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Brand StrategyAugust 13, 2021

Brand Stories — Do You Need One to Succeed?

August 13, 2021
Cory Profile Picture
Cory Schröder
Senior Content Marketing Manager

What is a brand story? Is it the tale that chronicles your brand’s journey to success? A narrative that highlights your brand values and stellar employees?

Well… yes — but it’s so much more than that.

According to Bernadette Jiwa, author of The Fortune Cookie Principle, a brand story is more than a simple narrative:

“The story goes beyond the copy on your website, the text in a brochure, or the presentation used to pitch to investors. Your story isn’t just what you tell people. It’s what they believe about you based on the signals your brand sends. The story is a complete picture made up of facts, feelings, and interpretations, which means that part of your story isn’t even told by you.”

Keeping this definition in mind, it’s clear that your brand story is an integral part of your brand’s success — and it’s not totally under your control. Why is that? Because part of your story is based on consumer perceptions.

So you need to work on expressing your brand story via avenues you can control. Jiwa expands, saying:

“(e)verything you do, from the colours and texture of your packaging to the staff you hire, is part of your brand story, and every element of it should reflect the truth about your brand back to your audience.”

While you can do your very best to create the most on-brand packaging and hire top-quality employees, you can’t control everything. And if part of your brand story is dependent on consumers’ interpretations — you need to make sure you’re able to accurately track such thoughts and feelings.

Therefore, as Jiwa so eloquently states, if “you want to build a successful, sustainable business, a brand that will garner loyalty, and, if you’re lucky, become loved, you have to start with your story.”

This article will take a look at what elements are key to building your brand story and provide some examples of companies that are already succeeding in this realm. Finally, we’ll explore how brand tracking software plays an integral role in creating and supporting a successful brand story.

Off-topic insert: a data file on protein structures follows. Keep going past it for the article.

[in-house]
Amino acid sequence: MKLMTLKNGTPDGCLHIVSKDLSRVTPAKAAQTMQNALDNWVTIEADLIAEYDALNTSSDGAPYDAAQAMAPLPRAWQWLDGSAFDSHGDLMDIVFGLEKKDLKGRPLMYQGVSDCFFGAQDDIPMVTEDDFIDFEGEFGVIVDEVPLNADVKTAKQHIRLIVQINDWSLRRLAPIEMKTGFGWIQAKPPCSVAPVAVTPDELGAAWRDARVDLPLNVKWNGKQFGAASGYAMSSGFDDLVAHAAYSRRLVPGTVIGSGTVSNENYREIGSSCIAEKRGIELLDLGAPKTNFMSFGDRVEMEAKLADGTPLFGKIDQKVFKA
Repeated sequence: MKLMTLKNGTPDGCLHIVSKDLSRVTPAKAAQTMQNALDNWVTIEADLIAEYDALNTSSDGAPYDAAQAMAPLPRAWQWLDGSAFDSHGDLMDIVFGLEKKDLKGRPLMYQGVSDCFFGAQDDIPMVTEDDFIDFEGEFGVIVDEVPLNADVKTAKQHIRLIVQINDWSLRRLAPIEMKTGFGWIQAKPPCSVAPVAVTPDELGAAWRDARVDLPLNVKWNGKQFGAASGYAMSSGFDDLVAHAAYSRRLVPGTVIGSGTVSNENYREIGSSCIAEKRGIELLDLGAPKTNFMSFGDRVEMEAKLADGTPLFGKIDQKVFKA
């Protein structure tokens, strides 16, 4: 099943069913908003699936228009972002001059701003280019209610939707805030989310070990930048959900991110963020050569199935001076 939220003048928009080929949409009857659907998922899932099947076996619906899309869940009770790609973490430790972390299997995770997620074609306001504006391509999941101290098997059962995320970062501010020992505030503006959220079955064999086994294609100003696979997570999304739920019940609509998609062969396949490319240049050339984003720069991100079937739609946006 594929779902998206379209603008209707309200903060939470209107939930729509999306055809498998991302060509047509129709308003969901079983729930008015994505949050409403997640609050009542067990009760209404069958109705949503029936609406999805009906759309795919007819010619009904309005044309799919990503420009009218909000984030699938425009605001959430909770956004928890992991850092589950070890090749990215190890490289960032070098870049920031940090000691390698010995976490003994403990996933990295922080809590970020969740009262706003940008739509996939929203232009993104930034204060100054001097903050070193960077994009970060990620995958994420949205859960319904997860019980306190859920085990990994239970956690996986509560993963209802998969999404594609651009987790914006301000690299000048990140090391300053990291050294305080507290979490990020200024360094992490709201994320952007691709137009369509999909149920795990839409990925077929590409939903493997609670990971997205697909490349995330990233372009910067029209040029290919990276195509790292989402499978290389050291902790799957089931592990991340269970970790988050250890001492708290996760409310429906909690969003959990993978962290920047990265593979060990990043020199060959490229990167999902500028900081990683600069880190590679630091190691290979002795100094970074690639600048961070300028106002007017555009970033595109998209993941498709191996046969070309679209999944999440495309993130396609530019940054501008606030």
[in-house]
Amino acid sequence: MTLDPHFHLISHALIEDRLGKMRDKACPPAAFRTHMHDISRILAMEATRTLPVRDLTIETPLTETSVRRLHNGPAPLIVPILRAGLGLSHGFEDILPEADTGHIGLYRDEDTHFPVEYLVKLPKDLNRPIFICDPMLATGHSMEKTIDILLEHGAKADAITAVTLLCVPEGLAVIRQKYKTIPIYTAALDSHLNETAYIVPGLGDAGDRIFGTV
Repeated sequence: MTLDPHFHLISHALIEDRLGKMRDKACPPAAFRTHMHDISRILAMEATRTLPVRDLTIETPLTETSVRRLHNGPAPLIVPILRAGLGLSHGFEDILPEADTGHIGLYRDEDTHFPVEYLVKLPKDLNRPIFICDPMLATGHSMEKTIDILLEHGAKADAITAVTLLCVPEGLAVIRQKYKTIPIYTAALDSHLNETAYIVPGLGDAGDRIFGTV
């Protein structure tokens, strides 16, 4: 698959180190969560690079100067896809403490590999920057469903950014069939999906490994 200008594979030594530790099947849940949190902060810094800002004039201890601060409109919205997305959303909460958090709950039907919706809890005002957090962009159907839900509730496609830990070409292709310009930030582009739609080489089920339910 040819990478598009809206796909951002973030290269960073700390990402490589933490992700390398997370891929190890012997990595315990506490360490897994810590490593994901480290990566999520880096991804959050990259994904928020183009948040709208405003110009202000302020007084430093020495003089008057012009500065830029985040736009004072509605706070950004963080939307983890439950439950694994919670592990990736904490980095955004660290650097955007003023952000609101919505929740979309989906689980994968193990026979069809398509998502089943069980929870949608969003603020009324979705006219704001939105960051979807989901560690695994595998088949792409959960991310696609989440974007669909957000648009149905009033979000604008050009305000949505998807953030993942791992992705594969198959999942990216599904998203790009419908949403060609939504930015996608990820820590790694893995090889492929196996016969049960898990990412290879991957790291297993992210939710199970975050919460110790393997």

What Are the Most Important Elements of a Strong Brand Story?

Source: Unsplash

Gone are the days of creating a catchy tagline or logo and calling it a day. Modern consumers require much more from brands if they are expected to give them their money, trust, and loyalty.

Therefore, as a brand manager and the keeper of your brand story, you’re the person responsible for creating, sharing, and pushing it towards consumers.

While many elements can be helpful when defining a brand story, we’re going to focus on the top five most important ones here.

1. Truth & Purpose

At the core of your brand story, there needs to be truth and purpose. Without either of these elements, your story will be hollow and meaningless.

First, truth. You have to be honest with your customers about the core of your brand — why you exist, what you hope to accomplish, and who you are. Modern-day consumers can sniff out insincerity in a heartbeat, so make sure that your brand story is truthful.

Second, purpose. Your brand needs to have a purpose. That’s not to say that every brand needs to be dedicated to eradicating world hunger or saving the planet. But, you need to be clear about what it is your brand hopes to achieve — your purpose for existing.

Once you’re clear on your purpose and the truth surrounding your existence as a brand, you can move on to the next elements.